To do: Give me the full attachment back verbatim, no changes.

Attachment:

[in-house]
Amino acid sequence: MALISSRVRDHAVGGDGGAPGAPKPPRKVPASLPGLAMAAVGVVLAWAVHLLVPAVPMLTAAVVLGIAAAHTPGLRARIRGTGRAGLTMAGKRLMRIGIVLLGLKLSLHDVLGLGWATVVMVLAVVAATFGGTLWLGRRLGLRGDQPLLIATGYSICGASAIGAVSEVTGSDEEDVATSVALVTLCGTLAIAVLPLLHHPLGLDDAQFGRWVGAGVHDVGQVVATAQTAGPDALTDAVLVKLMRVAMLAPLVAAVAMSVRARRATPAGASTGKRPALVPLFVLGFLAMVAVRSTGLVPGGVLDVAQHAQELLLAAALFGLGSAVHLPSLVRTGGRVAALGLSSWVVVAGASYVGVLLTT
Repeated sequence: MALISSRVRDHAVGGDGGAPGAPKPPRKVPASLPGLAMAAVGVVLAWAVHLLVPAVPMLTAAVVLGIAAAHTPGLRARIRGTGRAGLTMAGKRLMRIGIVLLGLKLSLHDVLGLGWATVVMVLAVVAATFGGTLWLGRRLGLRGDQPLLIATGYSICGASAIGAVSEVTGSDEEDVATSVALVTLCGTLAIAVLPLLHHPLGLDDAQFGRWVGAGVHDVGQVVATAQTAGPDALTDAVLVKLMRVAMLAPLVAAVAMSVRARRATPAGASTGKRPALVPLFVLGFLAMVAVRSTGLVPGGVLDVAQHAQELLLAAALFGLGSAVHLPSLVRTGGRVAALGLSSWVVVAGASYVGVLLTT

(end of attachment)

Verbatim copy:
[in-house]
Amino acid sequence: MALISSRVRDHAVGGDGGAPGAPKPPRKVPASLPGLAMAAVGVVLAWAVHLLVPAVPMLTAAVVLGIAAAHTPGLRARIRGTGRAGLTMAGKRLMRIGIVLLGLKLSLHDVLGLGWATVVMVLAVVAATFGGTLWLGRRLGLRGDQPLLIATGYSICGASAIGAVSEVTGSDEEDVATSVALVTLCGTLAIAVLPLLHHPLGLDDAQFGRWVGAGVHDVGQVVATAQTAGPDALTDAVLVKLMRVAMLAPLVAAVAMSVRARRATPAGASTGKRPALVPLFVLGFLAMVAVRSTGLVPGGVLDVAQHAQELLLAAALFGLGSAVHLPSLVRTGGRVAALGLSSWVVVAGASYVGVLLTT
Repeated sequence: MALISSRVRDHAVGGDGGAPGAPKPPRKVPASLPGLAMAAVGVVLAWAVHLLVPAVPMLTAAVVLGIAAAHTPGLRARIRGTGRAGLTMAGKRLMRIGIVLLGLKLSLHDVLGLGWATVVMVLAVVAATFGGTLWLGRRLGLRGDQPLLIATGYSICGASAIGAVSEVTGSDEEDVATSVALVTLCGTLAIAVLPLLHHPLGLDDAQFGRWVGAGVHDVGQVVATAQTAGPDALTDAVLVKLMRVAMLAPLVAAVAMSVRARRATPAGASTGKRPALVPLFVLGFLAMVAVRSTGLVPGGVLDVAQHAQELLLAAALFGLGSAVHLPSLVRTGGRVAALGLSSWVVVAGASYVGVLLTT